The History of
Company I, 13th Virginia
The History of The Frontier Riflemen of Hampshire Count, Virginia (Company I, 13th Virginia Volunteer Infantry Regiment, C.S.A.) is taken from the book "History of Hampshire County, West Virginia" written by Hu Hu Maxwell and H. L. Swisher printed in Morgantown, West Virginia by A. Brown Boughner, 1897.
A special thanks to Mr. Dan Cowgill of Middletown, DE, for providing this valuable information to us. We truly appreciate his great effort.
"THE FRONTIER RIFLEMEN
This company was organized in 1860, after the John Brown raid, with Robert White as Captain, Elias L. Irvin as First Lieutenant, Job N. Cookus as Second Lieutenant and Daniel T. Keller as Third Lieutenant. On May 18,1861, by order of Governor Letcher, the company reported to Colonel T. J. Jackson [later Stonewall], then commanding at Harper's Ferry. While there the company voted on the Ordinance of Secession, there being seven votes against it. The company was placed in the Fourth Regiment, under Colonel A. P. Hill, and was designated as Company I. It being found that there were two Fourth Regiments, this one was changed to Thirteenth. While at Harper's Ferry the first death occurred in the company, Henry Wilson, but it was by no means the last death, for this company was almost totally destroyed before the close of the war.'
The First Fight
Active service soon commenced Colonel Hill, with the Thirteenth and Tenth Virginia and Third Tennessee Regiments, marched to Romney in June, 1861, and a detachment, consisting of Companies I and K and the Third Tennessee was sent to New Creek to destroy railroad bridges. The bridges were burned, and a skirmish occurred with the Cumberland Home Guards, in which the Guards were defeated, with the loss of two small cannons, which fell into the hands of the Confederates. These were the first trophies of war.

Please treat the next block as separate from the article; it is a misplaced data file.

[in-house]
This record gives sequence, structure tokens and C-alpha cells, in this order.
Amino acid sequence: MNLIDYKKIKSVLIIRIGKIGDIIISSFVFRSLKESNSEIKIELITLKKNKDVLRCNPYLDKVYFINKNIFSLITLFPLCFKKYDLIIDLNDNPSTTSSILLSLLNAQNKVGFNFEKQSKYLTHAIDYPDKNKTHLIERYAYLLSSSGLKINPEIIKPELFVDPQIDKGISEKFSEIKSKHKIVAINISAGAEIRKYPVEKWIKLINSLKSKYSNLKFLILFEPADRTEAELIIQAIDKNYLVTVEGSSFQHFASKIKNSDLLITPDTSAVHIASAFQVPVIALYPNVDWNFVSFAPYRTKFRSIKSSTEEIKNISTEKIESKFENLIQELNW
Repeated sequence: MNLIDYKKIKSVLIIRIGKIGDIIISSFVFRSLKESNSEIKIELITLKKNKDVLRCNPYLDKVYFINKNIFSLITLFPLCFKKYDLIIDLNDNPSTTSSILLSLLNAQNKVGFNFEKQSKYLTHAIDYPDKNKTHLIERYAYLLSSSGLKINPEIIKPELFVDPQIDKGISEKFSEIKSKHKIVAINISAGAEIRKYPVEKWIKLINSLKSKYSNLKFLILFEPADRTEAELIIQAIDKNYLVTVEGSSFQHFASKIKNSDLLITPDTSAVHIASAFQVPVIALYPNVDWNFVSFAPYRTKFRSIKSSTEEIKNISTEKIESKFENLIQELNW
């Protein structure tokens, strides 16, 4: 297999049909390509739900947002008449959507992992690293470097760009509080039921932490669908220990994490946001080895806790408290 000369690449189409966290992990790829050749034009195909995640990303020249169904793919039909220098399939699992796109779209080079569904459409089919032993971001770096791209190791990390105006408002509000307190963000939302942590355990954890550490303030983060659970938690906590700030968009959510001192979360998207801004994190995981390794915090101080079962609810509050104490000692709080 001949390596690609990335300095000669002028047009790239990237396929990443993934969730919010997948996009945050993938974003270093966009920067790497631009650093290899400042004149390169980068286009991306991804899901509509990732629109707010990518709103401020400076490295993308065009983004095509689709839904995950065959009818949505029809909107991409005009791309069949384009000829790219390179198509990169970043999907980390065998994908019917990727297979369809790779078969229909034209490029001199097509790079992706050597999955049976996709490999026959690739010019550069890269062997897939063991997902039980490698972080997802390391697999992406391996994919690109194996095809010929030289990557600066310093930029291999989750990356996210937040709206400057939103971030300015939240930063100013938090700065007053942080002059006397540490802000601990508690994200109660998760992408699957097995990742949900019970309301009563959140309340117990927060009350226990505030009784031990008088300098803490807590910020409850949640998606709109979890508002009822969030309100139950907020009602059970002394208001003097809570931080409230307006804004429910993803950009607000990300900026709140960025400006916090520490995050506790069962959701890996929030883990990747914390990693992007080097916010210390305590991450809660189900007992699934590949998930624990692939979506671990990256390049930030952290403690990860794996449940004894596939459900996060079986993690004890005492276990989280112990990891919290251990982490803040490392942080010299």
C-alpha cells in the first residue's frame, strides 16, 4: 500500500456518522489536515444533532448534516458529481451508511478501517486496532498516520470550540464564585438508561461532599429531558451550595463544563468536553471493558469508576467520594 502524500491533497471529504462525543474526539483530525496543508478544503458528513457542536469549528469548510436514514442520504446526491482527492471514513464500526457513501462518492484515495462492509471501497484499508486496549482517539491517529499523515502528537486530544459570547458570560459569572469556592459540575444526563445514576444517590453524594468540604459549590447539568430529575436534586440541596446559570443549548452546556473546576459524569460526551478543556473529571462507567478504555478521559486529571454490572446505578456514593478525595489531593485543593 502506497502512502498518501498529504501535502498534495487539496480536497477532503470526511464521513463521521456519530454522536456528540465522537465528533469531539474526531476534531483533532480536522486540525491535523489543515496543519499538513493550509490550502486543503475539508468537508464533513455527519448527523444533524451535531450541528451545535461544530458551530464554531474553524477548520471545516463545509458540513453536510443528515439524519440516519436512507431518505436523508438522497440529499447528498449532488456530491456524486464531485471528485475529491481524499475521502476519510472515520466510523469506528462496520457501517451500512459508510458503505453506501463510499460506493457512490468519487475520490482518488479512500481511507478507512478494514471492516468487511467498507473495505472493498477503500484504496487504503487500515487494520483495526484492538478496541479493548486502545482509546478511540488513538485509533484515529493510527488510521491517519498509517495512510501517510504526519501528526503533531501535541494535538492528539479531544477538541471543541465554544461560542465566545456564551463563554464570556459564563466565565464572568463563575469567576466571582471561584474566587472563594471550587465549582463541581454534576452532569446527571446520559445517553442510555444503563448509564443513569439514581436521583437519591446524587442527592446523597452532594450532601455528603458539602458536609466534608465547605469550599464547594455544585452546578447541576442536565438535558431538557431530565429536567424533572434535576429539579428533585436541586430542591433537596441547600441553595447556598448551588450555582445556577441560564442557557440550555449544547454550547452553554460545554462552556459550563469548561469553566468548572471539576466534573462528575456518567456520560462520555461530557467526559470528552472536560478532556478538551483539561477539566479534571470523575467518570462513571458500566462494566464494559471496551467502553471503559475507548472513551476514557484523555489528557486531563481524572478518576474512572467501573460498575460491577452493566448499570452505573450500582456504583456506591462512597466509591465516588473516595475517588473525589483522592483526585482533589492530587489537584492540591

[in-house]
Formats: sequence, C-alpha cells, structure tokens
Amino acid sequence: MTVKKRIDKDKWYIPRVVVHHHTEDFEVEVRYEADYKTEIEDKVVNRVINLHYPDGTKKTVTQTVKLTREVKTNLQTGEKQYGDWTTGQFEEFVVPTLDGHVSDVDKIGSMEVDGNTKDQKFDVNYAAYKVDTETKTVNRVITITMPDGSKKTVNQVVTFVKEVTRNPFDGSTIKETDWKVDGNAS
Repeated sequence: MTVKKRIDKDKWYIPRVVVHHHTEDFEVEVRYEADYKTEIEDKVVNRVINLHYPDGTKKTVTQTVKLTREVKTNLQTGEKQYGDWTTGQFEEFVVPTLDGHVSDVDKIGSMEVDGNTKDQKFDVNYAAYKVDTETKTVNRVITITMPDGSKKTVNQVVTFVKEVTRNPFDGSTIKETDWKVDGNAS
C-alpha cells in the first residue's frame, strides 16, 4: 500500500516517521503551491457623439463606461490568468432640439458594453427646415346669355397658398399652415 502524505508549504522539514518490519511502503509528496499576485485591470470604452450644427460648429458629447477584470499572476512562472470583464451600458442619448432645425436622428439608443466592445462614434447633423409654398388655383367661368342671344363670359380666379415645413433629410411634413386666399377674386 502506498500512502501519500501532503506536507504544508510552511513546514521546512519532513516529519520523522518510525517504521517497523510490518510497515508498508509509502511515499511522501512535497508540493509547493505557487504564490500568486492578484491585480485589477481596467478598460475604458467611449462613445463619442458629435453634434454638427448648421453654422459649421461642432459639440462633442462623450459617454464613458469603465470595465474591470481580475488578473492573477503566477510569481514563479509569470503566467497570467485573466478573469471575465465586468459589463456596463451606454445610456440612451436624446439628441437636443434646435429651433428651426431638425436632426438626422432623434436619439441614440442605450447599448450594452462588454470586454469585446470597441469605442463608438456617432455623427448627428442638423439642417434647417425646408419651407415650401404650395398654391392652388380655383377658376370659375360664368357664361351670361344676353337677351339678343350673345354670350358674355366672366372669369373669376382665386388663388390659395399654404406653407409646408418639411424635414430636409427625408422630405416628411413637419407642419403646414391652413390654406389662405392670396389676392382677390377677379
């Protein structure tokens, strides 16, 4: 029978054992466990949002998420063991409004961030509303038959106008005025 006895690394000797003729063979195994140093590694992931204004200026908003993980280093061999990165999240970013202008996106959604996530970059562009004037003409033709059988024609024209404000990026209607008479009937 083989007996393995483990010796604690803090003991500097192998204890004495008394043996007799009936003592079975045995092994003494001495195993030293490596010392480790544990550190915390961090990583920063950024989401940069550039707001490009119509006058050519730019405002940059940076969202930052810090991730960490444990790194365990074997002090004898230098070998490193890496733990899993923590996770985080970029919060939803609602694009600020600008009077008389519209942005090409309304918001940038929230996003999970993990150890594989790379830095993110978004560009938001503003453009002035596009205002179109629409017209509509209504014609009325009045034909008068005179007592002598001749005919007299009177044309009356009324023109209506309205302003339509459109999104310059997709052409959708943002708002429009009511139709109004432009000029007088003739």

Colonel Hill marched to Winchester, and Company I was soon in the command of General Joseph Johnston, who was falling back from Harper's Ferry. After a few days General Johnston eluded and deceived General Patterson, of the Union Army, and slipped away to Manassas in time to turn the tide of battle (July 21) from apparent defeat to certain victory. Company I did not take part in the battle, having been posted on the right to guard a ford. After the battle the Thirteenth Regiment did picket duty in the vicinity of Alexandria. John Bobo died of fever at this camp, and Thomas Scanlon was accidentally shot in the foot. In the autumn of 1861 the army moved to Manassas, and here Thomas Kelly [Keely] and Samuel McCauley died in the hospital.
Captain White and Lieutenant Irvin resigned January 1862, and left the army. Johnston's army moved from Manassas in the spring of 1862, and General Powell's division, to which the Thirteenth Regiment belonged, was stationed on the Rappahannock River, and afterward fell back to Gordonsville. The Confederate Army was here reorganized. The time of enlistment of many of the men had expired; but the Confederate Congress having passed the Conscript Act, it compelled the men to remain in the commands where they then were. Many of the men felt themselves much aggrieved at this, as they had volunteered, and they thought they should be allowed to choose the arm of the service in which they would fight. Company I reorganized [in April 1862] by electing Job N. Cookus as Captain, Abraham Smith as First Lieutenant, James Moorehead as Second Lieutenant and Abraham Barnes as Third Lieutenant.
The division to which this company belonged moved from Gordonsville to Swift Run Gap, Jackson's old camp, facing Banks' army at Harrisonburg, in the Valley of Virginia. In all the fighting which followed, Company I did its full share. General Banks was forced out of the valley, with great loss of stores, artillery and prisoners.
But General Fremont and General Shields coming upon the scene, there was continued and heavy fighting. The Confederates gained a victory at Cross Keys. This was the first real battle taken part in by Company I, although it had seen much service. After the battle at Cross Keys, the division to which Company I belonged crossed the south fork of the Shenandoah and helped Jackson, who was fighting Shields. The Federals had a strong position. A brigade of Ewell's division and a regiment of Jackson's took a battery of six pieces on Shields' left, which proved to be the key to the field and decided the battle in favor of the confederates. The victory did not come too soon for them, for their army was completely exhausted, and it was with great difficulty that a pursuit of five miles was made, many of the men falling by the roadside. They had fought two days without a mouthful to eat.